Vinyl records are bad for the environment – it’s time for that to change
In light of the recent IPCC climate report, it’s high time the music industry reconsiders its approach. Now, a label has figured out how to produce 100 per cent recyclable records.
In the UK alone, vinyl record sales have been growing exponentially for the last 12 consecutive years and in 2020 alone, 4.3 million vinyl sales were made. While that’s great news for old school music nerds and Billie Eilish – who, according to Pitchfork, had the second-biggest vinyl sales week since 1991 with her new album Happier Than Ever – it turns out the medium is actually pretty bad for the environment.
On the surface, the vinyl boom might seem like a slower and more conscious way of consuming and acquiring music, but in fact, its production methods are outrageously outdated: the PVC used to make records can take up to 1,000 years to decompose, while pressing machines powered by steam boilers require fossil fuels to generate the heat and pressure to operate.
When it comes to packaging and production, things don’t look much better. The ink used to print cover art is usually solvent-based which can contribute to the production of ozone, not to mention the journey from pressing plant to customer leaves a significant carbon footprint behind.
So what can we do to help?
This is the call to arms made by Bobby Connolly, founder of Needs – Not For Profit, a charity record label with an aim to use music as a means to unite people and promote sustainability within the scene. Since its 2017 launch, one thing has come into sharper focus than ever for Connolly: there’s no such thing as an eco-friendly music industry if vinyl production methods aren’t overhauled completely.
With previous releases from producers Eris Drew and Peggy Gou, it felt vital for Needs’ next musical output to be as green as possible. While it’ll feature equally big names such as BBC Radio 1 resident Saoirse and Melbourne bass producer Pugilist, the vinyl record will be 100 per cent recyclable, using 60 per cent less energy cost compared to traditional vinyl production methods.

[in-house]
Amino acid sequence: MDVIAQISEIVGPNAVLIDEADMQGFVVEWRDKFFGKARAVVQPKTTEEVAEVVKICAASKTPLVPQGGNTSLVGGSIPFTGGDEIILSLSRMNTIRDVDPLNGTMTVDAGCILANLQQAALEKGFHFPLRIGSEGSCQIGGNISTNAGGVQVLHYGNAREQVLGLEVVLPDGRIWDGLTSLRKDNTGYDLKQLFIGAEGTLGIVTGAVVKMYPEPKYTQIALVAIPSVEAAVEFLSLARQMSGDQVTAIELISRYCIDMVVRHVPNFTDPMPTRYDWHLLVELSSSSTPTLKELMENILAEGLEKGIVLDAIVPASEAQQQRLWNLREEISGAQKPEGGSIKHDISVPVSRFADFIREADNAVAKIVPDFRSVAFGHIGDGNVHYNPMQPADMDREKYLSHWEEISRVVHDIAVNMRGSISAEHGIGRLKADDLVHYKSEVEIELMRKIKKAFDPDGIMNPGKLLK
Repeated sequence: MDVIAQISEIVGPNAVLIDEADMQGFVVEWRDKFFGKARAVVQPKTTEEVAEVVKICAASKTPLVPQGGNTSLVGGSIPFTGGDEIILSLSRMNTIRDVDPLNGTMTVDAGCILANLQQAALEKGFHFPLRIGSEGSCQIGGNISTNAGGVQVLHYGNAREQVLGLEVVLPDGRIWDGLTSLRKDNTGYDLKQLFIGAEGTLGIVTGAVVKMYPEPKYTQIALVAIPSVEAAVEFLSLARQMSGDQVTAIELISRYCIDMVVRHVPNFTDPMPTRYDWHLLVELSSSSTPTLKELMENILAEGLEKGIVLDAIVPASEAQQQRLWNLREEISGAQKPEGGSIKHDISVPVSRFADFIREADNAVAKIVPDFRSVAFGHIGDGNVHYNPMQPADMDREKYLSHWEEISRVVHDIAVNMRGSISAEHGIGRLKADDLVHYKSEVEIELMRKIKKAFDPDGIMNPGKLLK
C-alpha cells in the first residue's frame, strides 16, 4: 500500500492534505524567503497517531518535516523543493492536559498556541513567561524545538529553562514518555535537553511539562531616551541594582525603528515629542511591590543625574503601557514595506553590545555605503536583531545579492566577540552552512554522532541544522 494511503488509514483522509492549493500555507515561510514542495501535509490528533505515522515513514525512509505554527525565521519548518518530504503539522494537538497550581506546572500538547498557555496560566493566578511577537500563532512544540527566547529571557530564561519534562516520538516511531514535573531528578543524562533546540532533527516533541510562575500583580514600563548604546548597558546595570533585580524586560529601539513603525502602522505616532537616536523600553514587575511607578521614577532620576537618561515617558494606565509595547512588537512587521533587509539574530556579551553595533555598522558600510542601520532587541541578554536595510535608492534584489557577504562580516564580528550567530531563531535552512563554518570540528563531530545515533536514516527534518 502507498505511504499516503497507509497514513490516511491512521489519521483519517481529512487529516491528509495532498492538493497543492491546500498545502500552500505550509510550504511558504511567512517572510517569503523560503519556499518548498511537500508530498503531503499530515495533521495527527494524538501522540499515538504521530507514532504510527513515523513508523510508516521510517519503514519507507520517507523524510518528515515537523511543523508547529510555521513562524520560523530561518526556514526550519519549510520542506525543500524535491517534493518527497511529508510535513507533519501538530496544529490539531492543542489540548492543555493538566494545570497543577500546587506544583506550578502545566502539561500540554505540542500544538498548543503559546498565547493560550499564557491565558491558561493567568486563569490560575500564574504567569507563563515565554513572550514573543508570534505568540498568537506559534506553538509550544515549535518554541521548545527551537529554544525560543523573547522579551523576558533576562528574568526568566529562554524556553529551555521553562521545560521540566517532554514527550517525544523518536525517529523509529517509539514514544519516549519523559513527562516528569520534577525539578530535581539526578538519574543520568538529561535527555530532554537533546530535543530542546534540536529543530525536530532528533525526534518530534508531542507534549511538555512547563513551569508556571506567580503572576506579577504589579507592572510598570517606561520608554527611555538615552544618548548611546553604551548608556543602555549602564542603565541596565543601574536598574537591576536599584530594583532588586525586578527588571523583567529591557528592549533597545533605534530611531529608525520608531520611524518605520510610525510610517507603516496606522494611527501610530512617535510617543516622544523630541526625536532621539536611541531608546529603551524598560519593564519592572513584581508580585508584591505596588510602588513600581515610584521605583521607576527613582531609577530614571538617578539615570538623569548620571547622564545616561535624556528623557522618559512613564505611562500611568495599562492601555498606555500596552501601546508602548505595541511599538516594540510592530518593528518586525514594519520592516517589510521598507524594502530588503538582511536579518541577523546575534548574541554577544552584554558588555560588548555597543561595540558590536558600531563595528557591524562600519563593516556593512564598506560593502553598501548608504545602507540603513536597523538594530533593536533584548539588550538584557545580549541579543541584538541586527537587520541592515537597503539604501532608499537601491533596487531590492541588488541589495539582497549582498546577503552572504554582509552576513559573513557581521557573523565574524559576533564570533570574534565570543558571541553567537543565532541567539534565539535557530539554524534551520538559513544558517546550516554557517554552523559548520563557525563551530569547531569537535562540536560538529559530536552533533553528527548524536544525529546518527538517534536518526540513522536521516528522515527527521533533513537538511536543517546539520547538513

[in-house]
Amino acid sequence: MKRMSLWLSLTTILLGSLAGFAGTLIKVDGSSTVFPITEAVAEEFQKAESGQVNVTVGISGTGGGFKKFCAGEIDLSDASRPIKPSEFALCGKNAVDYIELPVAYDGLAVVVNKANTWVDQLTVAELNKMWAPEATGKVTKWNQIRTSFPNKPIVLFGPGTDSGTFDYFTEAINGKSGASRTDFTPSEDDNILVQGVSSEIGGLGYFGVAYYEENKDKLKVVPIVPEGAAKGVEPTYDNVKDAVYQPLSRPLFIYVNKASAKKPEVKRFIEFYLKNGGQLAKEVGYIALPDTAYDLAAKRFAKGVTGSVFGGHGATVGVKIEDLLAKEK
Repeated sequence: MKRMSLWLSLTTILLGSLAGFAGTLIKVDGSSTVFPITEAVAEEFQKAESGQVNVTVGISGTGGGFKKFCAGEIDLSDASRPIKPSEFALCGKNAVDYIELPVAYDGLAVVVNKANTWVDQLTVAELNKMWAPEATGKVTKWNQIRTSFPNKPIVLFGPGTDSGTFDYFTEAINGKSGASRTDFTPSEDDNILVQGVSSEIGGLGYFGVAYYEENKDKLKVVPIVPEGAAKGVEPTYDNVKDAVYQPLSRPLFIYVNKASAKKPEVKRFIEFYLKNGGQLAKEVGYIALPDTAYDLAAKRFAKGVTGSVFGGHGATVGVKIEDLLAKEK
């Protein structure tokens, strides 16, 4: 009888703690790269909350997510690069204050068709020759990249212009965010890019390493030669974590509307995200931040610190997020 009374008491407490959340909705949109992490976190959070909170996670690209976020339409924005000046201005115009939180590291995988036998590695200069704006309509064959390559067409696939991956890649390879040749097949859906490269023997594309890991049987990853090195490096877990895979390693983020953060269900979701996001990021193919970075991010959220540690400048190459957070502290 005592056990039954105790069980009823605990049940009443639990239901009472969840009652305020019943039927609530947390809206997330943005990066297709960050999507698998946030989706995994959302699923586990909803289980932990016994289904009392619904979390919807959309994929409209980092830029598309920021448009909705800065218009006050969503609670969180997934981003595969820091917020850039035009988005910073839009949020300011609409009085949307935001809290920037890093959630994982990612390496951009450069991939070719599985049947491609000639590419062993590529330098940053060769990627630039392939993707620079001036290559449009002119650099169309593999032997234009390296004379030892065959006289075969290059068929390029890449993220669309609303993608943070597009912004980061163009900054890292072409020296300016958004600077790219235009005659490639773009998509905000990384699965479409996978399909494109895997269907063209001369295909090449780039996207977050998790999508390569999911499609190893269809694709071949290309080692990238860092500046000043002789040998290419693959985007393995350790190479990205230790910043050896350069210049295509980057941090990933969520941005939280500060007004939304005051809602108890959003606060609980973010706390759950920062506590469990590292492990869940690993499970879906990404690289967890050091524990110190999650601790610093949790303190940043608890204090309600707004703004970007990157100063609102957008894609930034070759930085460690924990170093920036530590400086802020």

And it’s thanks, in large part, to Green Vinyl, a Dutch pressing plant committed to revolutionising the ways in which labels press their records. “For them, it isn’t a case of putting some solar panels on the roof and calling themselves green,” Connolly says. “They have patented their own technology, which doesn’t exist anywhere else in the world.” This includes injection moulding rather than steam pressing, and zero PVC use – which is a harmful carcinogenic – making the product totally recyclable at home.
“The owner, Harm Theunisse, was a key figure in the ’90s CD business,” Connolly continues. “When his customers asked if he could sell them a vinyl pressing machine, he realised the manufacturing process hadn’t changed in 100 years and saw a big opportunity.”
In terms of whether the milestone Green Vinyl has achieved spells the future of vinyl, remains to be seen, though. “After the recent climate report, we can see that time is running out to make these changes,” Connolly explains, before pointing out that humans, generally, are pretty resistant to radical change. “Unfortunately, you either have to evolve or become extinct, so our options are limited.
“Luckily, I think the music industry is a fairly forward-thinking place, even more so electronic music. It’s a fertile ground for new ideas and technologies. I think it just takes a few people to lead the way – hopefully that can inspire others to do the same. The time for change is now.”
Click here to pre-order Needs x GVR’s The Future of Vinyl’s new release